How to be a good roommate
Living with a roommate can help you save money and live in a nicer space than you could alone. It can even lead to friendship if you and your roommate have the right chemistry. Nurturing that relationship takes work, though. It isn’t that different from cultivating a relationship with a partner, coworker, or family member—open communication and respect are essential. Here are 10 more tips for how to be a good roommate.
Table of contents1. Choose carefully.2. Communication is key.3. Follow the rules.4. Be quick to forgive.5. Don’t be a stranger.6. Leave no trace in common areas.7. Be mindful of noise.8. Sharing may not be caring.9. Respect their privacy.10. When in doubt, reach out.
1. Choose carefully.
It’s a good idea to screen for the right roommate before moving in; you should be aligned on standards of cleanliness, work schedules, and expectations for your social life within the apartment. Interviewing potential roommates is a great way to make sure you feel comfortable living together. You can even discuss interpersonal topics, like whether you’re looking for a friend or just a person to share space with.
2. Communication is key.
Don’t expect your roommate to read your mind, or to be able to read theirs. Confrontation, even about something small like dirty dishes, can be scary. But if you and your roommate can communicate directly and honestly—even when it’s uncomfortable—you can avoid challenges like someone being passive aggressive.
3. Follow the rules.
Open communication is easier when you agree on the rules first. Discussing very specifically how you want to handle sharing a space can ease confrontations down the line. Proactively create a roommate agreement and chore chart, and make sure you honor them. Then, if a rule isn’t working for you, talk about changing it.
4. Be quick to forgive.
You and your roommate will both mess up sometimes. You’ll be tired and forget to pick up after yourself, or you’ll accidentally be in each other’s space. It’s not a big deal; expect those missteps to occur and let the little things roll off.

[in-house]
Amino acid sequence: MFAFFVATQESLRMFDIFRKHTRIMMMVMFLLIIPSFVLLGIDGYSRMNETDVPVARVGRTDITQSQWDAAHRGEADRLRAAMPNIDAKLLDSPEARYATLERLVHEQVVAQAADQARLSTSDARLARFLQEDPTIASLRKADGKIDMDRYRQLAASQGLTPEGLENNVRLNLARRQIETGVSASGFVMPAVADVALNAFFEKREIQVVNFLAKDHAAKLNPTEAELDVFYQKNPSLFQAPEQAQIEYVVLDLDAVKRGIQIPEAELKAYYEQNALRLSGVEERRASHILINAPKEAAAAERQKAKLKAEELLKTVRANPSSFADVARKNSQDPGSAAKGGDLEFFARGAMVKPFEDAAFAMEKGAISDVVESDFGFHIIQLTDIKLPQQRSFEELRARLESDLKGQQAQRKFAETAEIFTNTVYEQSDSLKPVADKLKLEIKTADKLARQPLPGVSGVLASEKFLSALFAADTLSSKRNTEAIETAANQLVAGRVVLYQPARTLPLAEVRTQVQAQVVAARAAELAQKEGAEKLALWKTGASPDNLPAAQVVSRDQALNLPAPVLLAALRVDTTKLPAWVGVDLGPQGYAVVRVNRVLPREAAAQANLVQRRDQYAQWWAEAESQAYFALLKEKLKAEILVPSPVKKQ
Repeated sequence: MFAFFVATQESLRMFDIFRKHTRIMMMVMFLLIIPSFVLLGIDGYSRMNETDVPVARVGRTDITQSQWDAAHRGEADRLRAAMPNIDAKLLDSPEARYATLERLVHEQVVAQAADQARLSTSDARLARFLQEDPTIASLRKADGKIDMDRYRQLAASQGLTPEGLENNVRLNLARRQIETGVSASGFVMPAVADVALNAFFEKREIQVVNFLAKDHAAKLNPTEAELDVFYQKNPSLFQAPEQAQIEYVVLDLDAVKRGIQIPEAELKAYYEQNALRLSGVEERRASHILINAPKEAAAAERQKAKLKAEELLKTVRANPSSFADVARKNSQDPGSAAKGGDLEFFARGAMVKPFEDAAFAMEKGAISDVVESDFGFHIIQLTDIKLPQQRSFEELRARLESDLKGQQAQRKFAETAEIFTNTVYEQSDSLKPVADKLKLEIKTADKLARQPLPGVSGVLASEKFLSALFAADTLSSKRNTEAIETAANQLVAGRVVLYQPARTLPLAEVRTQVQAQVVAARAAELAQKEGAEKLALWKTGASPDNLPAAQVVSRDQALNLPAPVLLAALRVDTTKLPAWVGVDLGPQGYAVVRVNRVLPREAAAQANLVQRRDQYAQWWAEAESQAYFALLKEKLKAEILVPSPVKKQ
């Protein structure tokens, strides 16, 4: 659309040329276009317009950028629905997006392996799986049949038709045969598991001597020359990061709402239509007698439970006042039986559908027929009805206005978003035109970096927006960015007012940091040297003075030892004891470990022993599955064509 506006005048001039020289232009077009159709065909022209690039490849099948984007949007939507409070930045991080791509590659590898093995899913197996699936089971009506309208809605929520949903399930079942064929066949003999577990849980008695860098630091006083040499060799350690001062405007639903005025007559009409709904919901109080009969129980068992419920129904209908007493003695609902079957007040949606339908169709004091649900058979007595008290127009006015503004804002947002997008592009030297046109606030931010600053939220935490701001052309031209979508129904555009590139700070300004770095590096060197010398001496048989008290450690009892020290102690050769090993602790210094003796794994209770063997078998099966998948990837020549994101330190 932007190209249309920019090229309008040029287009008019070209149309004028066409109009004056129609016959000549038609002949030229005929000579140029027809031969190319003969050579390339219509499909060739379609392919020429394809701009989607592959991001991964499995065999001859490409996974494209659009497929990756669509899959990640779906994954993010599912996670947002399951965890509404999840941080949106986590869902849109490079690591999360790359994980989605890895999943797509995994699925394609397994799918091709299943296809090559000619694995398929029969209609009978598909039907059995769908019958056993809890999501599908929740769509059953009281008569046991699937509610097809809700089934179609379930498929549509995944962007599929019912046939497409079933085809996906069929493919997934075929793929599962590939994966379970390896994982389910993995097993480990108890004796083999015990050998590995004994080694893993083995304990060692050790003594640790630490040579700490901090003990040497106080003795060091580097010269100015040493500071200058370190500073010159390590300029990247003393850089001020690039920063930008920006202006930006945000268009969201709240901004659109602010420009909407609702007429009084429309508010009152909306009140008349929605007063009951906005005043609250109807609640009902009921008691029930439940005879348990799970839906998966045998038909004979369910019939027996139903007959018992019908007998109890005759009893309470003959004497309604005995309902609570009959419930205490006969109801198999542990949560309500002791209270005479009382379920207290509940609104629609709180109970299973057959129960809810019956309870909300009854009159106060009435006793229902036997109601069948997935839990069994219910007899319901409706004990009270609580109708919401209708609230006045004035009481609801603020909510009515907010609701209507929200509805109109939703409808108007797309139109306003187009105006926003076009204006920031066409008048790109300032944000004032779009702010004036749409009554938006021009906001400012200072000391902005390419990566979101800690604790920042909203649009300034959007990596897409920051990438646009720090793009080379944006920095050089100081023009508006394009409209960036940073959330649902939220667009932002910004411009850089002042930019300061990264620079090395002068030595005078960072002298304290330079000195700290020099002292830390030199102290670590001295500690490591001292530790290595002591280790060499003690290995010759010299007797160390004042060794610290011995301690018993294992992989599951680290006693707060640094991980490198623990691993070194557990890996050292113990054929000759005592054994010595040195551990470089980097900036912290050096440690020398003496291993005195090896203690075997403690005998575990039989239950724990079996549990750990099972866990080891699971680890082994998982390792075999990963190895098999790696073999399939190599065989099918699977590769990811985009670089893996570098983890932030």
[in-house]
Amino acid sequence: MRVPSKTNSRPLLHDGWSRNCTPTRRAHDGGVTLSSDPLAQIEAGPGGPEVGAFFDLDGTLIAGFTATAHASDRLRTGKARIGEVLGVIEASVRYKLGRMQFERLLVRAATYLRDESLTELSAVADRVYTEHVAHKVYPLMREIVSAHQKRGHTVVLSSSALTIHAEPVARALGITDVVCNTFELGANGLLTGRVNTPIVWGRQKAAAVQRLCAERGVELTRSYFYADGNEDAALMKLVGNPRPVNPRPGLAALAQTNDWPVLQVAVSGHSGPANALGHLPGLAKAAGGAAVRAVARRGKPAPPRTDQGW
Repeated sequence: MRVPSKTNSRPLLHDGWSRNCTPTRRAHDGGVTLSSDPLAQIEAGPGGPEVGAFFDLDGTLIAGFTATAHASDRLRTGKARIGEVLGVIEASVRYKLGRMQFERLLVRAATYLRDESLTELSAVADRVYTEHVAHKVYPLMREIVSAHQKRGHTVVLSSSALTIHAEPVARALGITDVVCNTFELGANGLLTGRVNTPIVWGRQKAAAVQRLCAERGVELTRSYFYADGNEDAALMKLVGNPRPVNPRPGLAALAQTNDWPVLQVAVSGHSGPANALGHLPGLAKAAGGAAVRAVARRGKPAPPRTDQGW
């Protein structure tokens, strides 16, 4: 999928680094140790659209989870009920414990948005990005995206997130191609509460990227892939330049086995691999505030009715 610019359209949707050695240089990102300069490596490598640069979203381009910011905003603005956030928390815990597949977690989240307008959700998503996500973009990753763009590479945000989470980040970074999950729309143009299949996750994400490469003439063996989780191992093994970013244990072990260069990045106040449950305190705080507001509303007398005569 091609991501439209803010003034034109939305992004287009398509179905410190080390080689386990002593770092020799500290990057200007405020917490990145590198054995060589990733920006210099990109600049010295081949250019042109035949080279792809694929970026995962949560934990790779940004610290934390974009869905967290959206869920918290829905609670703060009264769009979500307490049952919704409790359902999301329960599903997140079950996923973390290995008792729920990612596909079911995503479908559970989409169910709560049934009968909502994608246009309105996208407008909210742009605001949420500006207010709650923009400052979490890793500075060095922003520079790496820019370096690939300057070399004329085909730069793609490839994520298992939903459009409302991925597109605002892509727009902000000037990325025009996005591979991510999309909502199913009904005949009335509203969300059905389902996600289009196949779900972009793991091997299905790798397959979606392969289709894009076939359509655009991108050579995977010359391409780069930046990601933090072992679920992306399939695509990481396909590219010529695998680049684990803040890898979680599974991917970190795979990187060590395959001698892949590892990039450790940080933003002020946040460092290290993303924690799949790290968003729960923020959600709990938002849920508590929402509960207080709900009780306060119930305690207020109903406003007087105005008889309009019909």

5. Don’t be a stranger.
Even if you’re not best friends, making time to bond every once in a while, whether it’s a movie night or shared meal, will help you communicate better about your living space.
6. Leave no trace in common areas.
When you use the bathroom, kitchen, or living room, put everything back where it goes and wipe up stray hairs, crumbs, or other messes.
7. Be mindful of noise.
Think twice before blasting music, talking loudly on the phone, or turning up the volume on the TV. If you created quiet hours, respect them.
8. Sharing may not be caring.
Decide with your roommate what the rules around sharing are. Can you help yourself to their food or closet? If they’re not comfortable with that, always ask before using their things.
9. Respect their privacy.
Try not to eavesdrop on your roommate’s phone calls, share their personal affairs with your friends, or track their comings and goings too closely. Holding space for both of you to relax, even in a small space, will help you and your roommate feel comfortable.
10. When in doubt, reach out.
Whether you’re unsure if it’s okay to bring the party home or can’t remember if that frozen pizza is yours or theirs, taking the time to send a quick text or make a phone call never hurts. In roommate relations, assume it’s better to ask permission than beg for forgiveness.
Coliving with a roommate can do more than make your dream city affordable; it can be a great way to nurture a relationship and practice open communication and kindness. The bottom line? Treat your roommate the way you both agreed you would treat each other.
The best roommates are on Bungalow. Bungalow offers private rooms in shared homes in ten cities nationwide. Unlike other shared housing options, Bungalow vets all residents and helps you match with roommates who share your living preferences and interests. Find your next home on Bungalow.
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